MicroPower Technologies gets $6.5m from Motorola

Cameras are solar-powered and completely wireless
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Wednesday, January 11, 2012

SCHAUMBURG, Ill. and SAN DIEGO—Jonathan Siann, founder and CEO of solar-powered, wireless surveillance provider MicroPower Technologies, says his company’s mission “is to change the economics of camera deployment,” and he now has $6.5 million in capital to achieve that goal.

“When we say wireless, we mean wireless,” Siann told Security Systems News. “There is zero cabling.”

San Diego-based MicroPower will use the new funding for “promotion, marketing activity and to develop the next generation of product,” Siann said.

Motorola Solutions Venture Capital, the strategic equity investment arm of Motorola Solutions, announced the investment on Jan. 9. Another private fund also participated in the round. The amount of that investment and name of the investor was not disclosed, however.

“Motorola Solutions Venture Capital has invested in MicroPower Technologies based on the best-in-breed products they offer today as well as those in their pipeline,” Tama McWhinney of Motorola Solutions Corporate Communications told SSN in an email interview. “Video has tremendous opportunity and is used throughout many of the vertical markets that Motorola Solutions serves.”

Motorola Solutions, which split from Motorola in January 2011 and is headquartered in Schaumburg, Ill., provides mission-critical communication solutions and services for enterprise and government customers.

MicroPower was founded in 2008 by “veterans of the wireless industry at the semiconductor level and software level,” and introduced its first product in 2010, Siann said. Its flagship product is the Rugged-i camera. The system uses wireless technologies to enhance data transmission. Its software and “ultra-low power wireless technologies” allow for the elimination of data and power cables. Powered by an integrated solar cell array, the company says the cameras can reduce power consumption by as much as 90 percent, “providing continuous operation even in low-light situations.”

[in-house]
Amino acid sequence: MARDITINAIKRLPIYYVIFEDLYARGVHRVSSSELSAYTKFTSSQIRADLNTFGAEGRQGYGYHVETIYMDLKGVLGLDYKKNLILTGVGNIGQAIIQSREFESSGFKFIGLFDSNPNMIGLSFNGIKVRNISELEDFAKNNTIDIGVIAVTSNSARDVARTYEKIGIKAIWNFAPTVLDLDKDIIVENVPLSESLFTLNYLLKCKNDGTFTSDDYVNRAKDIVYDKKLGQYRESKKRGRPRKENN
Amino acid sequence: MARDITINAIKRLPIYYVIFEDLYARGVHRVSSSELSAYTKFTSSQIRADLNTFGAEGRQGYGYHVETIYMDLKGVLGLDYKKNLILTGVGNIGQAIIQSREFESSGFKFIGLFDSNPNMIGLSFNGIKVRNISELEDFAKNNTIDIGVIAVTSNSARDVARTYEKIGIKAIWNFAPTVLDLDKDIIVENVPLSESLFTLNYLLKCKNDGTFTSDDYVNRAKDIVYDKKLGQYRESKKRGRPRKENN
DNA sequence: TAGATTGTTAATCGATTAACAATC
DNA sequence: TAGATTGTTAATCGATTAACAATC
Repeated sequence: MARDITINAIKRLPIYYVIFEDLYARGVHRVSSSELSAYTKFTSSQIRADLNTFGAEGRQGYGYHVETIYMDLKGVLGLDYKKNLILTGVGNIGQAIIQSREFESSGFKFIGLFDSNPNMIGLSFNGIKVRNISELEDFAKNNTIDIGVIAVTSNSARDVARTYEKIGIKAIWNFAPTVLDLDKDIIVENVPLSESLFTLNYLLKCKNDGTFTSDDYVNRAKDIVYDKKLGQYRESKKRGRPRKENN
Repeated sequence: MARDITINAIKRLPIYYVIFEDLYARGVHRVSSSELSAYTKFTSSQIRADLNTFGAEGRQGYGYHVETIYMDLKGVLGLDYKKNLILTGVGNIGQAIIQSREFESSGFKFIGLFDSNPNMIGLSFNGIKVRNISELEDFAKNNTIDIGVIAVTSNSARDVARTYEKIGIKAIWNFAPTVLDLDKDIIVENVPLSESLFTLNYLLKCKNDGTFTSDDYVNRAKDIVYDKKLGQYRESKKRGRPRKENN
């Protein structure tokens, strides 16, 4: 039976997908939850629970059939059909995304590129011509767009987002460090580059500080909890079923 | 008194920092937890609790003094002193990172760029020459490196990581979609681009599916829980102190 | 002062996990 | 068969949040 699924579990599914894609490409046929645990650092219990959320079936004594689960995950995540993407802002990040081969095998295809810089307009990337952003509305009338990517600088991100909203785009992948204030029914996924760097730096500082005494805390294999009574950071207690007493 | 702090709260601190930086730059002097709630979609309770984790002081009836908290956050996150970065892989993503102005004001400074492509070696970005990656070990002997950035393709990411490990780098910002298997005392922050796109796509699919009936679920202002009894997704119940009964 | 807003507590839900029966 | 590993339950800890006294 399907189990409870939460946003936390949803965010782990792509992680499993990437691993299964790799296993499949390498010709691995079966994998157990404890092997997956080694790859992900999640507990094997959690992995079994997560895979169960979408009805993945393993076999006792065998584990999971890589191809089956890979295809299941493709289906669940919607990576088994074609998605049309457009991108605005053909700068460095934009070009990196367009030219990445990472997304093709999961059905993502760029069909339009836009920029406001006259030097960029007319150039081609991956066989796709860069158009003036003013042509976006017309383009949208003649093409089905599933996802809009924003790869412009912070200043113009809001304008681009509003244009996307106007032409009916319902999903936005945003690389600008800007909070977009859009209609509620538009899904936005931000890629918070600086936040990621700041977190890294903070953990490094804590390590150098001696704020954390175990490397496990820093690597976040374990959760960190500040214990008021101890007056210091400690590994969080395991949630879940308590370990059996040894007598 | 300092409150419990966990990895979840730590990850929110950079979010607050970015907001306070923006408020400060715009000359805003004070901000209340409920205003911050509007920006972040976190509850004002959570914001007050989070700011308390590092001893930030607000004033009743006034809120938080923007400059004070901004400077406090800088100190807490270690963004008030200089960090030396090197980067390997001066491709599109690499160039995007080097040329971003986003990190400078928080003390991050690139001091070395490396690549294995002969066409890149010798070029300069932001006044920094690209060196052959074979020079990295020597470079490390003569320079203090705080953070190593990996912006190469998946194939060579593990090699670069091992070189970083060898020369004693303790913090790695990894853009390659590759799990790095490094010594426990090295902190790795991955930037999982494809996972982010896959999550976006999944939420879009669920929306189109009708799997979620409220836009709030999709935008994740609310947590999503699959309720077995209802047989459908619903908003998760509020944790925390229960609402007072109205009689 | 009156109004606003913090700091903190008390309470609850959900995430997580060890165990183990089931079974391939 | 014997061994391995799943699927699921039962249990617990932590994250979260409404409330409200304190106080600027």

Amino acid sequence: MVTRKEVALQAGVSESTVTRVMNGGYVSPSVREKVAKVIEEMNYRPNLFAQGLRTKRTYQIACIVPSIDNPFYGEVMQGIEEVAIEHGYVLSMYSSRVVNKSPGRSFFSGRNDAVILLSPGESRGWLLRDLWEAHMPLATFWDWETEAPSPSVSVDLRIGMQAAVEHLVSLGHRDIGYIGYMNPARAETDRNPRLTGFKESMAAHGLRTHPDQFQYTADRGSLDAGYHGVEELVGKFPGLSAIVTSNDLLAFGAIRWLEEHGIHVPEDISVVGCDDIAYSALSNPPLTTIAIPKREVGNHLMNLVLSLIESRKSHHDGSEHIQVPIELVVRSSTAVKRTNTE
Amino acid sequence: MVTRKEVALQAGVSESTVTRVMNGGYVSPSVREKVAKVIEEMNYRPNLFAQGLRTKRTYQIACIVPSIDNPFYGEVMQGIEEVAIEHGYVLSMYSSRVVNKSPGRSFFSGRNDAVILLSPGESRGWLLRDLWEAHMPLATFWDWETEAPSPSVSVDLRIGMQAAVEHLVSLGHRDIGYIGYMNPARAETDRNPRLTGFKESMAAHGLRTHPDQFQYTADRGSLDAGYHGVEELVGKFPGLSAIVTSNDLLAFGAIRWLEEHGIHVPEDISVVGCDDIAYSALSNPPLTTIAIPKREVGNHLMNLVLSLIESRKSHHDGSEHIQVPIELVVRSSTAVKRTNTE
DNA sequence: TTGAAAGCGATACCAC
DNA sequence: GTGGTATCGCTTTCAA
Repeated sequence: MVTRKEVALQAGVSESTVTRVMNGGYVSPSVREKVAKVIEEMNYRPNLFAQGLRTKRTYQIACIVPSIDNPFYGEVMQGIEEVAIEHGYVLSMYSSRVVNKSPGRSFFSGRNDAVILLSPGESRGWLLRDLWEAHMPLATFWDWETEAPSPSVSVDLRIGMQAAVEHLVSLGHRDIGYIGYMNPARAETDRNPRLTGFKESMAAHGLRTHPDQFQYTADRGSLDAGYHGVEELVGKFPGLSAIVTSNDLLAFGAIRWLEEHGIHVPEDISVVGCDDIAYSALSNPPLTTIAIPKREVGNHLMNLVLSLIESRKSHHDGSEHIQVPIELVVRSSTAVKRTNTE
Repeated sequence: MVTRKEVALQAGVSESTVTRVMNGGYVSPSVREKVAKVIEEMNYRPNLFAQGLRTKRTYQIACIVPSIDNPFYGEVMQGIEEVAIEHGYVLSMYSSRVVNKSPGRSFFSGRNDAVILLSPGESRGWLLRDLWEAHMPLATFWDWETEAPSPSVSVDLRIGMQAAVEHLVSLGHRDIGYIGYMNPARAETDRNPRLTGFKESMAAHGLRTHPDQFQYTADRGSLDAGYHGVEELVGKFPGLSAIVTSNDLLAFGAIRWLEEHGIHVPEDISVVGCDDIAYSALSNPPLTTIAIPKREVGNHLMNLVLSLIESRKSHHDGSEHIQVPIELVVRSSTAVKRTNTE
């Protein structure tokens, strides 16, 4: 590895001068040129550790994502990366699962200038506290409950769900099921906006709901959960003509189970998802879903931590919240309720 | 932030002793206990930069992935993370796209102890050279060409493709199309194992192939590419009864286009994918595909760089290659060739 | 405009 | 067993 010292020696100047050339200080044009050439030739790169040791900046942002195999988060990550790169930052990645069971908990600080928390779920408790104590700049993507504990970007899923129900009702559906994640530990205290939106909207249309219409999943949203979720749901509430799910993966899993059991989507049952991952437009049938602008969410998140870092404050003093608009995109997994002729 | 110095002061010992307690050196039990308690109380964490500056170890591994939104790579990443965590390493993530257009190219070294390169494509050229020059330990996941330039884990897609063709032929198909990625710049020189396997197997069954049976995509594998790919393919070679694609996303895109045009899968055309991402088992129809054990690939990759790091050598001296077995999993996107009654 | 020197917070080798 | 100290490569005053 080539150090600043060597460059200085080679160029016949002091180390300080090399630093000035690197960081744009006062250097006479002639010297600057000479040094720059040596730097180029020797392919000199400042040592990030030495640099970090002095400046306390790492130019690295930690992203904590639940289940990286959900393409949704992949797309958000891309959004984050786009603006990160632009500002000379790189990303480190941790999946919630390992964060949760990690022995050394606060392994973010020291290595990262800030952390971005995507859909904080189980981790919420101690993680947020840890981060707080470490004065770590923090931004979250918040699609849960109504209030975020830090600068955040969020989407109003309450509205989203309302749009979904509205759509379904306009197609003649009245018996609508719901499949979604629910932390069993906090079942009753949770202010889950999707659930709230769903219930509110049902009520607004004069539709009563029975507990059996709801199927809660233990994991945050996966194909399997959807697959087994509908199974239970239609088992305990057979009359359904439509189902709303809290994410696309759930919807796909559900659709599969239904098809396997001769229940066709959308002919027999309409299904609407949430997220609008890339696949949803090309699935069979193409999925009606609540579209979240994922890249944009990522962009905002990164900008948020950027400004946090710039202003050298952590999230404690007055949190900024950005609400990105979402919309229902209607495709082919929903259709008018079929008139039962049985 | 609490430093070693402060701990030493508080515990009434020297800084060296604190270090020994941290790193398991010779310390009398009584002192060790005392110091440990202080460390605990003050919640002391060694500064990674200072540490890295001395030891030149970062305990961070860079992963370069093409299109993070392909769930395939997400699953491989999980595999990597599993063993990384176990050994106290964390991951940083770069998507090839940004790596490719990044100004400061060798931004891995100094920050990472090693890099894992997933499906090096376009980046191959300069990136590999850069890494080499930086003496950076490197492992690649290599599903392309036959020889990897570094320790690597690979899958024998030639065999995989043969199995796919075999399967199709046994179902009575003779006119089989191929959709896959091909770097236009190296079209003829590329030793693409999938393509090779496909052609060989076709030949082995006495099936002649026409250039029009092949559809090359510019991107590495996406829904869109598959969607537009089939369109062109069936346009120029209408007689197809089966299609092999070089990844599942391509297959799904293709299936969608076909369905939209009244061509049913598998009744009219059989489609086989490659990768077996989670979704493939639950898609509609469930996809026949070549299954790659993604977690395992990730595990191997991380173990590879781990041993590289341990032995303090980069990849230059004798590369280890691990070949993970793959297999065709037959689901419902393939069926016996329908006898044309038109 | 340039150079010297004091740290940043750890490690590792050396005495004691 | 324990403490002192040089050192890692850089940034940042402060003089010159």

Siann said MicroPower’s “basic value” is harnessing solar power and using it in a “tremendously effective way to capture and transmit video.”

 “For the end user, this allows them to deploy cameras in places where [previously] it wasn’t feasible from a cost perspective,” he said. “For systems integrators, the big story is that it gives them a major new opportunity. … They’ll be able to do jobs more cost-effectively and can use it as a weapon to increase the probability of winning business.”

Ideal applications for MicroPower cameras are “really anywhere that you typically have to do cabling or trenching … [they are also good for] temporary applications,” Siann said.

MicroPower’s current deployments include an airport maintenance facility for a major U.S. carrier; highway surveillance for the U.S. Department of Transportation; fleet surveillance for a freight carrier, and ingress/egress parking lot surveillance for a major retailer.

Mel Gaceta, investment manager for Motorola Solutions Venture Capital, will join the MicroPower board of directors as an observer.

Motorola Solutions Venture Capital, which also invests in PSIM maker VidSys, announced in March 2011 that it was looking to invest in the security space.

Is it seeking more investments in security? “We are always scanning the market for companies that have a current or future strategic fit with Motorola Solutions’ business. Security is an important area for our business, so we do look at that space regularly,” McWhinney said.